San Diego's automated curbside yard-waste-recycling pilot program expanded to San Carlos in May 2013 when about 5500 green containers were delivered to residents. Last January 7, a woman at the San Carlos Area Council meeting wondered why people at the top of Casselberry Way had containers and those at the bottom of the street didn't.
As this is a somewhat common scenario around the city, I contacted José Ysea, spokesman for the city’s environmental services department, to find out the answer to that question.
Ysea said the primary reason greenery collection hadn't been extended to all homes "is the lack of sustainable funding." Ysea went on to refer to the 1919 People's Ordinance, which legislated free trash pick-up for City of San Diego residents.
A public vote is required to change the ordinance that made the city "responsible for trash collection and for imposing a tax to pay for any costs not covered by proceeds from the sale of hog feed," according to "A History of Waste Management in the City of San Diego."
Ysea said the no-fee arrangement doesn't apply to "many multi-family homes, homes located on private, non-dedicated streets, and those not directly adjacent to a public street”; private franchised haulers serve those residents.
In a recent interview, Ysea said the city provides trash and blue-bin-recycling collection to about 283,000 homes. That's about 55 percent of San Diego’s 512,000 housing units. Approximately 190,000 homes have curbside greenery collection. There's automated pick-up for about 40,000 homes, but "not everyone participates."
Greenery collection and the recycling program are funded by a $10-per-ton fee assessed on trash collected by the city and private haulers. Greenery collection costs $210 per ton; the cost is $100 per ton for trash collection. Yard waste such as grass, leaves, and shrub clippings are taken to the Miramar Landfill and made into mulch and compost.
Curbside greenery collection started in San Carlos during the 1980s, said Ysea. Automation — utilizing collection trucks that do the heavy lifting — began in 1994 with the distribution of black trash containers on wheels. "The city was impressed with the productivity and safety gains and decided to test" automated yard-waste collection.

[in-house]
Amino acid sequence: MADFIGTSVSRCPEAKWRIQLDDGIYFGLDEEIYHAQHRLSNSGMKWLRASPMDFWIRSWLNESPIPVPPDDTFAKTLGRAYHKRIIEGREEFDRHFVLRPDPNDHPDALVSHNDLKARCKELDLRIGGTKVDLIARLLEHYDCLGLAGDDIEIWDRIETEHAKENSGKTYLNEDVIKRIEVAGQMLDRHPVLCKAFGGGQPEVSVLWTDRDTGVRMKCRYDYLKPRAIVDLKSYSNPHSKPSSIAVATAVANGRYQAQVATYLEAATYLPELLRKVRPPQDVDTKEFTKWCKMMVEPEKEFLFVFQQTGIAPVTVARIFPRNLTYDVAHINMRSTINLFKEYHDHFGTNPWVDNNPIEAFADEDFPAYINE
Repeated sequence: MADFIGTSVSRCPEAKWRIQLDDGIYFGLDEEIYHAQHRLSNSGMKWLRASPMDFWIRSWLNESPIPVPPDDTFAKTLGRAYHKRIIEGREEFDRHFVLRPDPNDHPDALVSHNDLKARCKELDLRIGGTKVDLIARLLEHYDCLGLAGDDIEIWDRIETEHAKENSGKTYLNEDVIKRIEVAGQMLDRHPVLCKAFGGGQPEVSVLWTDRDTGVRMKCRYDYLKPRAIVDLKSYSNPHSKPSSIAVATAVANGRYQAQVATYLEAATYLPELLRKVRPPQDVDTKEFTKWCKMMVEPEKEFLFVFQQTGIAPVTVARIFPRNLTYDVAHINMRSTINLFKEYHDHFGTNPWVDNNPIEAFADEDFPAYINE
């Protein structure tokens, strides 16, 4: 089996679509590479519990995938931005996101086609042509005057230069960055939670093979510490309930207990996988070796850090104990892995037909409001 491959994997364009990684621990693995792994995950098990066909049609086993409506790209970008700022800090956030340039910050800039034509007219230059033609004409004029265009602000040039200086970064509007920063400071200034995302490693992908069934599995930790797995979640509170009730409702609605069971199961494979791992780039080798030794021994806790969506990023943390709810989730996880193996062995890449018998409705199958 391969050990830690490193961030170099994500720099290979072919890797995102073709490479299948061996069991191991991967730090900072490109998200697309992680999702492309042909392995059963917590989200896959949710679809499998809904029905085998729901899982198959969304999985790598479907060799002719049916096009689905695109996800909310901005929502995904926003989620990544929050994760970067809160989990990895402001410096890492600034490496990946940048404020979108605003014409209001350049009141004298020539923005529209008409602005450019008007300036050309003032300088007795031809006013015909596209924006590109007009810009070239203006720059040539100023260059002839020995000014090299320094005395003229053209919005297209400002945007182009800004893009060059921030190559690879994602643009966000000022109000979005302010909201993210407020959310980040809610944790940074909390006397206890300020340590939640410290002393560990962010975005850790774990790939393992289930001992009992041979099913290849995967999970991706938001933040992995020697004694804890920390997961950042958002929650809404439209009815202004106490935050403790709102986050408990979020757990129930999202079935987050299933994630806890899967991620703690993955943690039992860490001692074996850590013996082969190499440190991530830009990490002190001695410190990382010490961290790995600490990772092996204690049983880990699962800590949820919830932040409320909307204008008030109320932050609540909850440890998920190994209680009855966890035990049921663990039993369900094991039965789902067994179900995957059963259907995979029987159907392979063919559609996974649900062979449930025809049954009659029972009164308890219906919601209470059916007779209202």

Green containers were delivered to Tierrasanta in the late 1990s, Ysea said, because anecdotal information indicated the “community represented a small-sized community where different education campaigns could be tested and contrasted for effectiveness."
The last major greenery expansion occurred in 2004 and 2005. Manual collection increased from 120,000 to 180,000 homes. During the past two years, manual collection was added to 6000 homes in portions of Emerald Hills, Paradise Valley, University Heights, City Heights, San Ysidro, and Carmel Valley.
"Neighborhoods with larger lots, mature landscaping, and those who have a record of setting out clean greens [those with little to no contaminants] are good candidates for evaluation when the opportunity for conversion to automated green collection arises."
Other considerations include scheduling and the ability to maneuver trucks on smaller streets and areas with overhead utility lines. Two-person crews do manual collection in rear-loaders, trucks that haul about eight tons; automated one-person packers can cram in about ten tons. Cameras help drivers "with backing and to see the items in the hopper."
Ysea said it would cost an estimated $15 million to automate all current greenery customers: $11 million for containers and $4 million for vehicles. Citywide automation would cost an estimated $14 million for containers and $5 million for vehicles. The landfill's Miramar Greenery processes 90,000 tons of yard waste annually. That total includes about 27,000 tons collected by the city.
Ysea said there are currently "no firm plans" to expand greenery collection or automated pick-up.